SYDNEY, June 30 (Reuters) - The Australian economy has done better than feared during the coronavirus crisis though the hit to growth will have a “long-lived impact” requiring policy support for years to come, a top central bank official said on Tuesday.
“There is considerable uncertainty over the path from here,” Reserve Bank of Australia (RBA) Deputy Governor Guy Debelle said in a speech in Sydney.
“This uncertainty includes the behavioural responses as health restrictions are eased. There is also considerable uncertainty about the future, which will affect the decisions of businesses and households,” he added.
“The Reserve Bank will maintain the current policies to keep borrowing costs low and credit available, and stands ready to do more as the circumstances warrant.”
The RBA slashed its cash rate to a record low 0.25% in an emergency meeting in mid-March as entire sectors of the economy shut down to curb the spread of COVID-19.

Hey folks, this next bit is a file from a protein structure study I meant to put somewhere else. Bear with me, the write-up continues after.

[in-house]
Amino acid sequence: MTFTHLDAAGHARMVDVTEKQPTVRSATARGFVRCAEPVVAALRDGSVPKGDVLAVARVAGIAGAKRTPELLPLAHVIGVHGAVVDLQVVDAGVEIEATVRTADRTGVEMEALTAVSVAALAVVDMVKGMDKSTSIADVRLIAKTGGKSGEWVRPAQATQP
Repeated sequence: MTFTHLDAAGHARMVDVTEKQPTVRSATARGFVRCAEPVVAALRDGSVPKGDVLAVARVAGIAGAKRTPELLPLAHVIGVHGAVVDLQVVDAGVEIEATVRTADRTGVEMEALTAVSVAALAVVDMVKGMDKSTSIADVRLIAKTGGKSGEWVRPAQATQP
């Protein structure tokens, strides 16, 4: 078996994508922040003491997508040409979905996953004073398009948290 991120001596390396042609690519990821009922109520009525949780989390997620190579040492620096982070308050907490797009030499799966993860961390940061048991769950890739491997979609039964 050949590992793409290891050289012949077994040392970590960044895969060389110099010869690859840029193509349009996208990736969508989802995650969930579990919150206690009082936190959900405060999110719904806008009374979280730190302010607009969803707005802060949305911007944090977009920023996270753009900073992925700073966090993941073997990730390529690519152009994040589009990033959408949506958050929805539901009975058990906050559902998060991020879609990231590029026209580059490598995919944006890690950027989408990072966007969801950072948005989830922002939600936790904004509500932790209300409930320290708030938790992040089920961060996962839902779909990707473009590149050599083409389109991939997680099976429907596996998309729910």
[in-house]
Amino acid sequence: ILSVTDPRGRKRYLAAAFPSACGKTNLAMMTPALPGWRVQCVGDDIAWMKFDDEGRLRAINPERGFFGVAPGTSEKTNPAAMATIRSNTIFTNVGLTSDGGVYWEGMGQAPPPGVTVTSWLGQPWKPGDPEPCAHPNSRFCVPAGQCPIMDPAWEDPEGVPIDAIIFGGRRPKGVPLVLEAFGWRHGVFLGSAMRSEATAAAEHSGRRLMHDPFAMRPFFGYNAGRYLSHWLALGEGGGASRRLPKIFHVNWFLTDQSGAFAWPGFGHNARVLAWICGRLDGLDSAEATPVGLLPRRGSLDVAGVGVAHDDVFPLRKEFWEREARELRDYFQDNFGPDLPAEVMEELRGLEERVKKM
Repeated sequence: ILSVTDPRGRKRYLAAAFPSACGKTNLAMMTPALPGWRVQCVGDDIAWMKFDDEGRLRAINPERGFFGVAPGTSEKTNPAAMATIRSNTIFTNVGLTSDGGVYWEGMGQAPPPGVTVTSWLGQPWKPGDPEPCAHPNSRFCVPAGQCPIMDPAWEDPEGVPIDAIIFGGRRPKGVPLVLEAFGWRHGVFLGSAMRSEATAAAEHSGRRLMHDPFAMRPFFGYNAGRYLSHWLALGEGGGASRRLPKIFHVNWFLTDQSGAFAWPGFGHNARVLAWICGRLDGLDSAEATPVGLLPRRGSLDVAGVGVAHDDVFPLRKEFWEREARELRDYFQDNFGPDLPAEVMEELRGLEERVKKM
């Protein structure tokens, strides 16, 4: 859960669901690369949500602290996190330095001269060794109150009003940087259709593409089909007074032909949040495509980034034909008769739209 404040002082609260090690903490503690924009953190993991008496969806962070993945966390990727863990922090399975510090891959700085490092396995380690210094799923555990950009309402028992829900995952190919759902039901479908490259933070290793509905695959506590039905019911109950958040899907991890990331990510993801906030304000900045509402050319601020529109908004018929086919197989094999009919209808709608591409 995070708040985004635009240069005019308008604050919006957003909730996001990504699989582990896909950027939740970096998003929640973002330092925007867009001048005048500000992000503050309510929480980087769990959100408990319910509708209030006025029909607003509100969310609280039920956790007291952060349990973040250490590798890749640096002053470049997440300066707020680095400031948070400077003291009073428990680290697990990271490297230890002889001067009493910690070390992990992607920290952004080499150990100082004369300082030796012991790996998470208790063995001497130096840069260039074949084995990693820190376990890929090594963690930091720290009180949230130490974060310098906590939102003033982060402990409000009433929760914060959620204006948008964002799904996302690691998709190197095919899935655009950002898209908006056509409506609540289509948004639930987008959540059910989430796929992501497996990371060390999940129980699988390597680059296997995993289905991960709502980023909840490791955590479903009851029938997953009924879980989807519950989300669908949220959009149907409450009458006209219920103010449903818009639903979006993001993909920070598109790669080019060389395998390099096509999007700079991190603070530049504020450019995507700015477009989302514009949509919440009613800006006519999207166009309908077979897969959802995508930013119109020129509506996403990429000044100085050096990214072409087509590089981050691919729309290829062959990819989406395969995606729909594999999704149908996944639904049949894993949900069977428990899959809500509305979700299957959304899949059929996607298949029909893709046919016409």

The Board’s guidance is that the cash rate target will not be raised until it achieves its inflation and employment goals.
“Given the outlook for inflation and the labour market, this is likely to be some years away,” Debelle said.
Debelle said Australia’s A$2 trillion ($1.4 trillion) economy had performed somewhat better in the June quarter than feared, although he pointed out that declines in both gross domestic product (GDP) and hours worked were historically large.
He noted the importance of fiscal stimulus in supporting the economy by invoking former chief economist of the International Monetary Fund, Olivier Blanchard.
“There are no concerns at all about fiscal sustainability from increased debt issuance,” he said citing Blanchard. “This is because growth in the economy will work to lower government debt as a share of nominal GDP.” ($1 = 1.4531 Australian dollars) (Reporting by Swati Pandey and Wayne Cole; Editing by Lincoln Feast.)